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For the last few months I’ve been drawing and painting like an addict. The truth is, I’ve been a drawing addict since I was old enough to bored in school, but art school wasn’t an option when I graduated high school, and it’s even less of one now.  Like a lot of people, I swallowed the mantra that art is a hobby, not a job.

Not too long ago, however, I heard a really happy story on NPR about the health of most of our 401(k)s and IRAs.  The upshot was that if you’re middle class and in your 40s, you’re almost as likely to be hit by lightning twice as accumulate enough retirement funds to, well, retire.

The danger of that happening is reaching crisis proportions.

Unless, like me, you’re a Simpson’s fan and are familiar with the term ‘Crisi-tunity’, where in crisis there is opportunity.  If you look for it. Sometimes you have to grasp at it like a straw, but I’m good at grasping, and the crisitunity came at a time when upheaval at work had me questioning what I really wanted to do with my life.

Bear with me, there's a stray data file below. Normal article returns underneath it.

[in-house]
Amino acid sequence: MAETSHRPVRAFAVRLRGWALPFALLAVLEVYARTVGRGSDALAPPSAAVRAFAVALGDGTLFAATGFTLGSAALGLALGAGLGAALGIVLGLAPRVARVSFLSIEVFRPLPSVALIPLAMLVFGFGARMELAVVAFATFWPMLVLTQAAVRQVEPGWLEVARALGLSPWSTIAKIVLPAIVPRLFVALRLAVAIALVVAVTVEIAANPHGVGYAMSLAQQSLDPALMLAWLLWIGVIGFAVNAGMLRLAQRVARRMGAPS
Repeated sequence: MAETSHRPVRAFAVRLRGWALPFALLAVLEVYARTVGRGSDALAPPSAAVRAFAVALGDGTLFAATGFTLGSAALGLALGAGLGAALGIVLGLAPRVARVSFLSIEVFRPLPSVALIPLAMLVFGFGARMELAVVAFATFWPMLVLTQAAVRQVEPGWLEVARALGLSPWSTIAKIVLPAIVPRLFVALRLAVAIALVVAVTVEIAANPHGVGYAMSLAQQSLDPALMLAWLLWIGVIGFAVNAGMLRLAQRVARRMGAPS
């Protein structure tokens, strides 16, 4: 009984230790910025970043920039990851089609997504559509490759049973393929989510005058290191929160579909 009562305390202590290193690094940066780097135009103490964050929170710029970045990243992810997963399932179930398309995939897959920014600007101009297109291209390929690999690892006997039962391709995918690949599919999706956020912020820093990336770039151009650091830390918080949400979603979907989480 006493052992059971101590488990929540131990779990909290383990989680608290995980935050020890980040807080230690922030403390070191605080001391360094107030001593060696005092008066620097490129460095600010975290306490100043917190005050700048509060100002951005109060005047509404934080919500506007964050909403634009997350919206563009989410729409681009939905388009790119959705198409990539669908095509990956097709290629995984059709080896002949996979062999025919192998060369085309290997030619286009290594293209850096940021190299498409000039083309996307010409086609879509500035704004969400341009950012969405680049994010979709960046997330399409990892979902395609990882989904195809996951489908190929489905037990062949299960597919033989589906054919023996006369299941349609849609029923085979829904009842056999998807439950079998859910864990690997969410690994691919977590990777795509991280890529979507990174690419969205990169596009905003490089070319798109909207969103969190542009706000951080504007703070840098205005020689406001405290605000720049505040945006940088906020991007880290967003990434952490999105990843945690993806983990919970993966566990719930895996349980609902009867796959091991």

Then my sister reminded me of two things.  The first was that I had never been able to really stop drawing. The second thing was something universal – the idea that if you can find a way to get paid to do what you love, you’ll never work another day in your life.

She’s pretty smart for being two years younger – it’s one of the things I love about her.  That universal was the opportunity, and, after spending two blissful weeks of daily drawing on vacation, I decided to take that opportunity.

The first step on that journey was to get better.

A lot better.

Everyone knows, the more frogs you kiss, the sooner you get to that handsome prince – or that painting someone wants to put on their wall or in their children’s book.  So, I’ve got a nice and growing collection of frogs in my studio right now, and I haven’t slept more than 10 hours since I began feeding my addiction.  But I’m pretty sure there’s a handsome, salable prince – or even two – waiting in the stacks of paper somewhere.  Finding them may be a big job, but the zietgeist and my sister are very right.  It definitely doesn’t feel like work.